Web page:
The popular reblogging site Tumblr has seen a marked uptake of users roped-in by a threatening message, according to GFI Labs’ Jovi Umawing.
Did you ever wonder why spam scammers waste their time barraging people with messages that seem, well, just plain dumb? Surely they aren’t doing it because, for the sake of their health, the spammers’ doctors told them to get out and annoy people three times a week. So we’d like to think, anyway. But the level – or lack thereof – of ingenuity seems to prove the point that these guys aren’t the sharpest pencils in the box. Take a look at some evidence, this from Pedro:
Dear Email Owner,
We happily announce to you the Email Support Programme results which you were declared a winner in the Email Draw Category. You have therefore been approved to receive the sum of Ђ500,000.00EUROS. To receive this prize money, send an email Mr Carlos Pedro. Mr. Carlos is expected to process your prize payment immediately he receives an email from you confirming receipt of this message.
Email: (address removed to protect the guilty)
Not very personal, is it? Or well thought-out. Is this from Pedro or not? If so, why does he refer to himself in the third person? Is Pedro his first or last name? Depending on where you read, it is both. And why all the generosity? As of this morning – if my Junk e-Mail folder has anything to say about it – I am worth more than Bill Gates and Steve Jobs combined. And here I thought I had to work for my money. Of course, the tricky part will be collecting all my riches.
Seriously, why? Why would (does) anyone buy into the sheer stupidity? Clearly, this is junk, sent with no actual identification or acknowledgement of the recipient. To some, sending this may seem like futility to the point of being ludicrous. Why would anyone waste their time constructing and sending something that looks like the first draft was done in crayon, right after recess and just before nap time? In fact, this very real spam email, sent from an obscure address and without a lot of redeeming things to say about it, is totally harmless by virtue of its lack of imagination. If a barometer was the measuring device, this message would indicate sunny days ahead.
But when spammers get it right, the barometer spikes to unprecedented levels: showers with a chance of Armageddon. Take, for example, an interesting article written by GFI Labs’ Jovi Umawing, who blogged this week about the popular site Tumblr.com, and how it has been inundated with a Tsunami-like wave of users who, upon receiving a message that threatened to cancel their accounts if they didn’t click, did just that. They clicked. As of May 16th, that amounted to more than 137,000 of them.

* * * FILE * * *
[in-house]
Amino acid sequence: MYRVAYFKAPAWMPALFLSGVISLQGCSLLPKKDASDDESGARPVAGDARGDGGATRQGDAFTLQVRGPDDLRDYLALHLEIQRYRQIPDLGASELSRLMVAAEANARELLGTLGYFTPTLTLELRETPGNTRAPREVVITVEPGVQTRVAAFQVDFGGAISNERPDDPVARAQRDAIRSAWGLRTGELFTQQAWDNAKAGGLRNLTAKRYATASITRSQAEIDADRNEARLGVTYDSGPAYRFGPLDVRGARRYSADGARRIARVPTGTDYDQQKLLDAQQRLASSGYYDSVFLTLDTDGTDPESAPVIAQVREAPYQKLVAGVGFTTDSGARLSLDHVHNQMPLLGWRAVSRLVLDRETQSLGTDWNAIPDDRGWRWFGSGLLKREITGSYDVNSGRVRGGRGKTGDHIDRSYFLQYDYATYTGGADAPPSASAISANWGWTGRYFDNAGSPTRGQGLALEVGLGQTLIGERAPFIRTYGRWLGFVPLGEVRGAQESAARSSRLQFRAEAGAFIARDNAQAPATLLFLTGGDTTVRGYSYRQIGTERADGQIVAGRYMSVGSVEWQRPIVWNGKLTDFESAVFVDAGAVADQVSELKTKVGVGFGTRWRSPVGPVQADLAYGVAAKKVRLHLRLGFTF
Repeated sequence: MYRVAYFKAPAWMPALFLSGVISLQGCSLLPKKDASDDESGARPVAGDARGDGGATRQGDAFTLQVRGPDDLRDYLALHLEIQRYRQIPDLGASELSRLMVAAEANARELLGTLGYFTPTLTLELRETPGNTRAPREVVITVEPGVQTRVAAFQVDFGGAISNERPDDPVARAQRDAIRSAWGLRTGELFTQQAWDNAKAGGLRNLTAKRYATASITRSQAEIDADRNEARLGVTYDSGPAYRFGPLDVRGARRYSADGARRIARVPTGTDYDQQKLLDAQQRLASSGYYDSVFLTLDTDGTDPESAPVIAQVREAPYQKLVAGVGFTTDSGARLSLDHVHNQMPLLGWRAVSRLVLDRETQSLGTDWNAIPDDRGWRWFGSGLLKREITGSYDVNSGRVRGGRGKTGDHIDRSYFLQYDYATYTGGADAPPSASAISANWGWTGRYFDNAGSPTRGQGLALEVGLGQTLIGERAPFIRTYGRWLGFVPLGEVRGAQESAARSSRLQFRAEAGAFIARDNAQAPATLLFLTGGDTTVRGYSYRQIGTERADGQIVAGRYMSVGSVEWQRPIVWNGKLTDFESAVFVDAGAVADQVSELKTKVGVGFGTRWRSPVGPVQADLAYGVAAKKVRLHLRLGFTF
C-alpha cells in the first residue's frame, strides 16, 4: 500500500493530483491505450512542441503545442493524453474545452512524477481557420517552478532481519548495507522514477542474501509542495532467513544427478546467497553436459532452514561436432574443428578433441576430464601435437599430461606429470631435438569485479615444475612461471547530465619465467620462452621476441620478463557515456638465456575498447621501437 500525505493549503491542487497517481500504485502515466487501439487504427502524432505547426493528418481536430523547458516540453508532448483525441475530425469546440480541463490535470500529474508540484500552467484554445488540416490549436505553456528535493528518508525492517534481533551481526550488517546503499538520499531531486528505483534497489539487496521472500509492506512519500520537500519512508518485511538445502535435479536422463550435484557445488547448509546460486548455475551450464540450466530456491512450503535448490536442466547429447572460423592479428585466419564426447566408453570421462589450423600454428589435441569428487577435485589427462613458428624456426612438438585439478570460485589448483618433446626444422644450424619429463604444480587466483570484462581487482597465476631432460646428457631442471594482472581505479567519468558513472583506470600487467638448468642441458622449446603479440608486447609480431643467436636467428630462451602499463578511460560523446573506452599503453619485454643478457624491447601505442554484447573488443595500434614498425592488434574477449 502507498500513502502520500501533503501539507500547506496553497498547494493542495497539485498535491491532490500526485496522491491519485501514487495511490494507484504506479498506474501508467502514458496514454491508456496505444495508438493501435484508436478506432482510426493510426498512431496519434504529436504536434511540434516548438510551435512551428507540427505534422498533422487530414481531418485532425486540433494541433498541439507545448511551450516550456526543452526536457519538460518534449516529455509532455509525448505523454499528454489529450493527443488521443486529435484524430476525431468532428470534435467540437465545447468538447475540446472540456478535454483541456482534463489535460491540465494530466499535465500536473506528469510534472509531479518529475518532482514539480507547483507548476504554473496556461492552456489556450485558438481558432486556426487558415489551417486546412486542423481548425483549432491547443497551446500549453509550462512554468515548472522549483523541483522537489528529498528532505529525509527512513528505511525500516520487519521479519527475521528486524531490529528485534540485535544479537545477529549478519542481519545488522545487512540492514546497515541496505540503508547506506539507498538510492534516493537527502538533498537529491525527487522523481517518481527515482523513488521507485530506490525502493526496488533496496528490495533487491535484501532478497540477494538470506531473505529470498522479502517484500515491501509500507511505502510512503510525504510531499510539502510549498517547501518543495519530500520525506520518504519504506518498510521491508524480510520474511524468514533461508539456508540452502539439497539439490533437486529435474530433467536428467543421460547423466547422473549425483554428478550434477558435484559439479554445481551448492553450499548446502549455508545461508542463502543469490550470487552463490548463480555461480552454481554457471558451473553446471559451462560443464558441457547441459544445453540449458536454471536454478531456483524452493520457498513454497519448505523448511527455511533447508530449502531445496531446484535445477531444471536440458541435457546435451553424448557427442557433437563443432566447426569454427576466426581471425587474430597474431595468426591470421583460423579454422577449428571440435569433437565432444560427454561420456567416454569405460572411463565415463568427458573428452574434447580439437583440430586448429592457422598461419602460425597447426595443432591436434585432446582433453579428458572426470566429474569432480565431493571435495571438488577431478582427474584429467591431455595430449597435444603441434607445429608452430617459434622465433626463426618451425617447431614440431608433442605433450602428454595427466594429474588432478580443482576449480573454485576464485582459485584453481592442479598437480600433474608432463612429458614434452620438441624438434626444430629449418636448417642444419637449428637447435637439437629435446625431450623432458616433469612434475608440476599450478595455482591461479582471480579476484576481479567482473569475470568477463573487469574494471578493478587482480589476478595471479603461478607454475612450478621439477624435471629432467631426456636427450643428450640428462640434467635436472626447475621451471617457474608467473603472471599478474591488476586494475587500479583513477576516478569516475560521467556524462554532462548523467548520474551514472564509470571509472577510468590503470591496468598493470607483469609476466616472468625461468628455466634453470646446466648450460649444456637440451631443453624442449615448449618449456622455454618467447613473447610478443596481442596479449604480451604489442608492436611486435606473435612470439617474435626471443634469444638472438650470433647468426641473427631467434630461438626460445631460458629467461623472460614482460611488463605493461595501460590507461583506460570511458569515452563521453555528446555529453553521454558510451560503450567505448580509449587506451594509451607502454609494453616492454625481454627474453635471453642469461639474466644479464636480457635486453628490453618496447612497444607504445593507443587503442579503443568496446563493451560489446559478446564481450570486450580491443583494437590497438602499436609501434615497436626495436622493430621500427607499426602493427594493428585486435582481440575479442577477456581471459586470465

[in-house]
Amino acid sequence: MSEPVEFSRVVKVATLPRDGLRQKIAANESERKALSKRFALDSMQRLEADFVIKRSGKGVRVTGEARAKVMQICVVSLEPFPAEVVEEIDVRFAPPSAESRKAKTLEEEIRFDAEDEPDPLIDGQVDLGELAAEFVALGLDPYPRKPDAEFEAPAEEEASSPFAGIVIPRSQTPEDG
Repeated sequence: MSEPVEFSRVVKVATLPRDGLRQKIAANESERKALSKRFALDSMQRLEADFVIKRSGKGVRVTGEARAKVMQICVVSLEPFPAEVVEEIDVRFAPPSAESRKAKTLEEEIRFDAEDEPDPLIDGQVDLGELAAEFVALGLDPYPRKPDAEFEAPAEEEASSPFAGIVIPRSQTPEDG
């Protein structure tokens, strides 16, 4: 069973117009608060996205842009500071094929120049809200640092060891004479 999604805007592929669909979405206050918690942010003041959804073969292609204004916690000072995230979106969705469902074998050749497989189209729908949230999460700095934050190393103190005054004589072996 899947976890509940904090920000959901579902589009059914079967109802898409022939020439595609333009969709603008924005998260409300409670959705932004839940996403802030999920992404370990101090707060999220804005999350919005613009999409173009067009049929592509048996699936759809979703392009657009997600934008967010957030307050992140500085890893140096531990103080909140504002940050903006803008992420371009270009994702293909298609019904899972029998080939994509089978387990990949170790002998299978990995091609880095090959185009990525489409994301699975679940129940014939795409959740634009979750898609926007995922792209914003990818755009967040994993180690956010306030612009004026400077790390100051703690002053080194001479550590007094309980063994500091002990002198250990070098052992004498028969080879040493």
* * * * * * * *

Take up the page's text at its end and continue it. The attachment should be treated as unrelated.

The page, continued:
If you’re not familiar with Tumblr, it’s a site that’s part blog, part social media. In fact, as Umawing reports, “it’s not exactly like Twitter, nor is it a Facebook or a YouTube. It does a little bit of all three, actually, and for many Tumblr is in a league of its own.”
Tumblr is a reblogging site, which means that users, upon reading or seeing something that they think is worthwhile, can repost to their own wall. According to GFI’s Umawing, that functionality – easy to use and light on the number of clicks – makes sites like Tumblr a perfect target for spammers. This week, The Register picked up on the story, stating that, “the fake messages falsely warned that ‘your blog will be deleted unless you repost this’ note, which claimed that Tumblr was drawing up a list of inactive profiles.”
The spammer’s biggest tool in his arsenal is fear, and it seems that Tumblr users stumbled right into the trap. In fact, the Tumblr spammers seem a little more savvy than Mr. Carlos above, seemingly keying in on the fact that Tumblr’s interface doesn’t allow for easy flagging of the scam. According to The Register, “the Tumblr chain letter took advantage of a shortcoming in the reblog function on the site that meant that more clued-up users could only warn about the scam by reposting the dodgy message themselves.”
“Even then,” writes GFI’s Umawing, “those users had to reblog the message so they could leave their ‘This is fake’ comment – a Tumblrrestriction, you usually have to reblog to leave a comment – which doesn’t exactly help matters.” The Register quotes Umawing as saying that, “the only way users can really warn others is by adding a note to the comments, and the only way to do that is to reblog the original message, thus spreading it further.”
Now, this is nothing new. Facebook and Twitter have been targets for a long time, with some success. It’s not remarkable that another social networking site has been targeted for spamming, or even that a relatively large number of users took a giant bite out of it, hook, line and sinker. It’s not even remarkable that a flaw, albeit minor, in Tumblr’s interface actually added to the problem by helping propagate the spread of the spam. Facebook, in particular, has come under scrutiny for its moving target of an interface and ever-changing security levels. No, what makes this story interesting is just how remarkably simple it is to entice people to click. It doesn’t have to be elaborate. It doesn’t even have to be sophisticated. It just has to scare them a little.
I, for one, hope that the Mr. Pedros of the world don’t pick up on just how truly easy it is. The run on crayons might cause a worldwide shortage.